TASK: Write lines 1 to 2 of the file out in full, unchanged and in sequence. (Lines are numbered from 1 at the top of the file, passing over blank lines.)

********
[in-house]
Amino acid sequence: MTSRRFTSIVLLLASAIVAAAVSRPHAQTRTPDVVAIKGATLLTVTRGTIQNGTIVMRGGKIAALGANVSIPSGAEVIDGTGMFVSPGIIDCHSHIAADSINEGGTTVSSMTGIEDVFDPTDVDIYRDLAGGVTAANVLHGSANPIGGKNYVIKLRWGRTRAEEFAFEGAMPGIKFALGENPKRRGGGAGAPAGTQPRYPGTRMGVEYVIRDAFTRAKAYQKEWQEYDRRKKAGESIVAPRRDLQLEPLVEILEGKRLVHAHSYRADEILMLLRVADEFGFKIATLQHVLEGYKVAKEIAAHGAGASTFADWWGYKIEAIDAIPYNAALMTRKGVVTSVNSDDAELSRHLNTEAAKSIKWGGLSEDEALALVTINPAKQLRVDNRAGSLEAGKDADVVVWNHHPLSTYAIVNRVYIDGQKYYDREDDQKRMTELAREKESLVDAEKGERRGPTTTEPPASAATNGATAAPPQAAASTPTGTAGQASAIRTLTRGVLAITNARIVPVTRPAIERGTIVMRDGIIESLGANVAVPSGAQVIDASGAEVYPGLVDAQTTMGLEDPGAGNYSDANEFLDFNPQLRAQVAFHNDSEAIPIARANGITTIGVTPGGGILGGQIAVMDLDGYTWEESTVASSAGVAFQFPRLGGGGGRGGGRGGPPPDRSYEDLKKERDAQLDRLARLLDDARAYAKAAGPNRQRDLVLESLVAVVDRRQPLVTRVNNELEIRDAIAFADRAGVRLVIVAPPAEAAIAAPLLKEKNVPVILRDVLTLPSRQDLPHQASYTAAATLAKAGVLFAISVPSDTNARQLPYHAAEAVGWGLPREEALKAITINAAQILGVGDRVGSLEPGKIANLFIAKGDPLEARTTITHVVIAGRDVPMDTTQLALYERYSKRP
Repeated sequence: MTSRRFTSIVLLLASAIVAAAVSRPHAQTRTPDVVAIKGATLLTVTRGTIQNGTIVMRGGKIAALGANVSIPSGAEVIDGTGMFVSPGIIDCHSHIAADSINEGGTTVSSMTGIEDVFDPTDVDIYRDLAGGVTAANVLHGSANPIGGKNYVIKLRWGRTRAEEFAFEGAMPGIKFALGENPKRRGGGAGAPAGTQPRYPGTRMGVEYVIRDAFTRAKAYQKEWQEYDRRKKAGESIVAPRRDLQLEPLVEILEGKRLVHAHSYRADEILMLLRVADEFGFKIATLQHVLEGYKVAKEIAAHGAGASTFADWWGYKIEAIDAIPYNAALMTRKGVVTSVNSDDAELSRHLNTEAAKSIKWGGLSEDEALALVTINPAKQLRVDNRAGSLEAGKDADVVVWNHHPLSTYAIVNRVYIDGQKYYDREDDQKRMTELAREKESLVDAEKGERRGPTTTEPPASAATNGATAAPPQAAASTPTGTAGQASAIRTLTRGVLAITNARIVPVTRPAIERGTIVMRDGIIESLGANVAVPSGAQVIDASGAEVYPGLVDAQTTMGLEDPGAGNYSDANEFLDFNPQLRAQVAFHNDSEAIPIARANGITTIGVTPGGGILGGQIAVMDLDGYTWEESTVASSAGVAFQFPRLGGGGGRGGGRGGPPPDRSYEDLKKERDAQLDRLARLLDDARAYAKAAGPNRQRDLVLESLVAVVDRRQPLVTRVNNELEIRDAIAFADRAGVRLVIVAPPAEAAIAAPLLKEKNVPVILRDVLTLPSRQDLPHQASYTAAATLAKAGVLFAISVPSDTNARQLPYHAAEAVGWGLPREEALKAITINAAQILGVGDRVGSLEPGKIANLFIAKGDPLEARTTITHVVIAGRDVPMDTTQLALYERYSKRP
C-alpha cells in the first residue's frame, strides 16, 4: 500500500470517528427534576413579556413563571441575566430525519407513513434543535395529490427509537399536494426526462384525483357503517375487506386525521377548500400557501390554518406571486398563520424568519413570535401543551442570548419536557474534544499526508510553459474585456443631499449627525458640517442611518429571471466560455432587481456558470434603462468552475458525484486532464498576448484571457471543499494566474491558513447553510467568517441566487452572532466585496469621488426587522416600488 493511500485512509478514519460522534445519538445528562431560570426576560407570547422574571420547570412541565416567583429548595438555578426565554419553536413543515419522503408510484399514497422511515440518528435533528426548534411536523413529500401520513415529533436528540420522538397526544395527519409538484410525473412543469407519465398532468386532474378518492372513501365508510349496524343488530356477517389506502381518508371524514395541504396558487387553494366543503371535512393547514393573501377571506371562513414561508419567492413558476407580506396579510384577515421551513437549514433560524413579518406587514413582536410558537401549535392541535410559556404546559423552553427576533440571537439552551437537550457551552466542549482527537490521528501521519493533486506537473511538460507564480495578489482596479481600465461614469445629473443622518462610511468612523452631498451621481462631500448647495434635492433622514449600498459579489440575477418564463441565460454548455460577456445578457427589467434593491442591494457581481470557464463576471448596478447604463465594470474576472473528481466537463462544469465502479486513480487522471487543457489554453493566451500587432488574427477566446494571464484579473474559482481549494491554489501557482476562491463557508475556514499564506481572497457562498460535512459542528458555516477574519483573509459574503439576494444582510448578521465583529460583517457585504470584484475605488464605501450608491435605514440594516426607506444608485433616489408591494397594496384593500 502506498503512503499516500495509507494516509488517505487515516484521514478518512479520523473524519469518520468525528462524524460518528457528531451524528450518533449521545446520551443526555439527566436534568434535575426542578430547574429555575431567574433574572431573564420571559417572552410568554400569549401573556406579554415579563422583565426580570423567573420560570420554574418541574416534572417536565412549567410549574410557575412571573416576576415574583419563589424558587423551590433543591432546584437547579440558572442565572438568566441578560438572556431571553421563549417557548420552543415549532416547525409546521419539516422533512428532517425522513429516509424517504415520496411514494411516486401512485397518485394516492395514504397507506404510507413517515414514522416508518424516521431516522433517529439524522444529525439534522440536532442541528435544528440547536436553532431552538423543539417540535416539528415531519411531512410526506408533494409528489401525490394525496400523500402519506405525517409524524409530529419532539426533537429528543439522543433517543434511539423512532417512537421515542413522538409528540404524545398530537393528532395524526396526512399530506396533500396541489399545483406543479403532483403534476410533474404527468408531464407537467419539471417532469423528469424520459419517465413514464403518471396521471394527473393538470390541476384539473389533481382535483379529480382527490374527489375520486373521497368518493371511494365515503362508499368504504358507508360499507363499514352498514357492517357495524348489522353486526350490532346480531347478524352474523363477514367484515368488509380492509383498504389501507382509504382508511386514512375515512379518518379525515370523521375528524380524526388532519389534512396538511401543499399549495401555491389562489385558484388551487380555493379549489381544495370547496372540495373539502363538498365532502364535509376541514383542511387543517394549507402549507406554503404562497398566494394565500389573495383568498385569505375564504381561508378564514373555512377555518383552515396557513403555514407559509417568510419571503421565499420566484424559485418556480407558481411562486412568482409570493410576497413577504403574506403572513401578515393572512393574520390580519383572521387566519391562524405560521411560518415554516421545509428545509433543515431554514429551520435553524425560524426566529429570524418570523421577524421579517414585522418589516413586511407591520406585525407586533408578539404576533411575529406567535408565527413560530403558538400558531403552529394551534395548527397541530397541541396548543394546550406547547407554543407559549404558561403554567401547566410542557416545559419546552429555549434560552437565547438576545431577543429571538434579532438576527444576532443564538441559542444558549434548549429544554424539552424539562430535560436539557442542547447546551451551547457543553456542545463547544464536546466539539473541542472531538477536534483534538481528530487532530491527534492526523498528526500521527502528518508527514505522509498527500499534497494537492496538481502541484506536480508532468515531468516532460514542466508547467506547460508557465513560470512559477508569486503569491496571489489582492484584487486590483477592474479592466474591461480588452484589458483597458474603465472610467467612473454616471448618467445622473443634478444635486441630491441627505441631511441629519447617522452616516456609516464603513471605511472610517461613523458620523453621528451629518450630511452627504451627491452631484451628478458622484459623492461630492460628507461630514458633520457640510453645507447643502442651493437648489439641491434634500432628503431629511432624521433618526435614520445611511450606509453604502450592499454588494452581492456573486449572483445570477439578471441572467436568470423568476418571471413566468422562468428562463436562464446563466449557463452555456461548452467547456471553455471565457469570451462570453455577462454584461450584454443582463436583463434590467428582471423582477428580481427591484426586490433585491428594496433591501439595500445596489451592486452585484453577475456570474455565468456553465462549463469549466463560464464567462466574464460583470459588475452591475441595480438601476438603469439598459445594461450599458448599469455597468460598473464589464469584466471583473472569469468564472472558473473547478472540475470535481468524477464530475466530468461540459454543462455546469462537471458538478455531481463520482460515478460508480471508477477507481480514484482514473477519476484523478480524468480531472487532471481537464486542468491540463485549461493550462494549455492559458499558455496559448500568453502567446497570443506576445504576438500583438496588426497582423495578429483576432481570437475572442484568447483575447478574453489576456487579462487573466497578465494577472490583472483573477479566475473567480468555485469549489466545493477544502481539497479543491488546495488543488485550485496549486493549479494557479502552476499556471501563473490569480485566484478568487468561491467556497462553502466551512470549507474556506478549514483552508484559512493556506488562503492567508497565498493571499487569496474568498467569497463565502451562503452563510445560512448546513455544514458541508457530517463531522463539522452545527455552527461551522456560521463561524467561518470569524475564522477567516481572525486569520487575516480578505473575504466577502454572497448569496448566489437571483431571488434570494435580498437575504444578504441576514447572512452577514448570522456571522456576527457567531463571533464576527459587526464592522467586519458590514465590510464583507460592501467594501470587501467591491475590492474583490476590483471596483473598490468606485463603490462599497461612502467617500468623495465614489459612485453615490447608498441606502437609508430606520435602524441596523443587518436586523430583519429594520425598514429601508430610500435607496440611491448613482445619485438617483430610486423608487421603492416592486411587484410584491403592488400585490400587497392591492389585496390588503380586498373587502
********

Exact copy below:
[in-house]
Amino acid sequence: MTSRRFTSIVLLLASAIVAAAVSRPHAQTRTPDVVAIKGATLLTVTRGTIQNGTIVMRGGKIAALGANVSIPSGAEVIDGTGMFVSPGIIDCHSHIAADSINEGGTTVSSMTGIEDVFDPTDVDIYRDLAGGVTAANVLHGSANPIGGKNYVIKLRWGRTRAEEFAFEGAMPGIKFALGENPKRRGGGAGAPAGTQPRYPGTRMGVEYVIRDAFTRAKAYQKEWQEYDRRKKAGESIVAPRRDLQLEPLVEILEGKRLVHAHSYRADEILMLLRVADEFGFKIATLQHVLEGYKVAKEIAAHGAGASTFADWWGYKIEAIDAIPYNAALMTRKGVVTSVNSDDAELSRHLNTEAAKSIKWGGLSEDEALALVTINPAKQLRVDNRAGSLEAGKDADVVVWNHHPLSTYAIVNRVYIDGQKYYDREDDQKRMTELAREKESLVDAEKGERRGPTTTEPPASAATNGATAAPPQAAASTPTGTAGQASAIRTLTRGVLAITNARIVPVTRPAIERGTIVMRDGIIESLGANVAVPSGAQVIDASGAEVYPGLVDAQTTMGLEDPGAGNYSDANEFLDFNPQLRAQVAFHNDSEAIPIARANGITTIGVTPGGGILGGQIAVMDLDGYTWEESTVASSAGVAFQFPRLGGGGGRGGGRGGPPPDRSYEDLKKERDAQLDRLARLLDDARAYAKAAGPNRQRDLVLESLVAVVDRRQPLVTRVNNELEIRDAIAFADRAGVRLVIVAPPAEAAIAAPLLKEKNVPVILRDVLTLPSRQDLPHQASYTAAATLAKAGVLFAISVPSDTNARQLPYHAAEAVGWGLPREEALKAITINAAQILGVGDRVGSLEPGKIANLFIAKGDPLEARTTITHVVIAGRDVPMDTTQLALYERYSKRP